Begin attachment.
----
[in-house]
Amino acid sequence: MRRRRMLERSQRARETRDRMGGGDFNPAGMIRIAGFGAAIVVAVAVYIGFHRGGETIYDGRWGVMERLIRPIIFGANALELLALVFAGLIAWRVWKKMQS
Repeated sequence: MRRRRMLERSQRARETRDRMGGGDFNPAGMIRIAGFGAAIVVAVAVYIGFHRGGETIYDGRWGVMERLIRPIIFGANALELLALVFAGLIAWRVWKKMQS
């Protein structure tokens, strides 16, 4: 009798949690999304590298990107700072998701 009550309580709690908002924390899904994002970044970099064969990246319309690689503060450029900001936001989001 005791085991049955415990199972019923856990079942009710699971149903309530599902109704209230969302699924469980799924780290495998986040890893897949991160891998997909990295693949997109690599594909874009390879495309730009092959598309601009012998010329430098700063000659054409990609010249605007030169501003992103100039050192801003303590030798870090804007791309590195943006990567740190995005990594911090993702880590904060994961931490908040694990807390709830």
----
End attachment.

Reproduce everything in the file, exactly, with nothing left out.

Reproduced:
[in-house]
Amino acid sequence: MRRRRMLERSQRARETRDRMGGGDFNPAGMIRIAGFGAAIVVAVAVYIGFHRGGETIYDGRWGVMERLIRPIIFGANALELLALVFAGLIAWRVWKKMQS
Repeated sequence: MRRRRMLERSQRARETRDRMGGGDFNPAGMIRIAGFGAAIVVAVAVYIGFHRGGETIYDGRWGVMERLIRPIIFGANALELLALVFAGLIAWRVWKKMQS
């Protein structure tokens, strides 16, 4: 009798949690999304590298990107700072998701 009550309580709690908002924390899904994002970044970099064969990246319309690689503060450029900001936001989001 005791085991049955415990199972019923856990079942009710699971149903309530599902109704209230969302699924469980799924780290495998986040890893897949991160891998997909990295693949997109690599594909874009390879495309730009092959598309601009012998010329430098700063000659054409990609010249605007030169501003992103100039050192801003303590030798870090804007791309590195943006990567740190995005990594911090993702880590904060994961931490908040694990807390709830």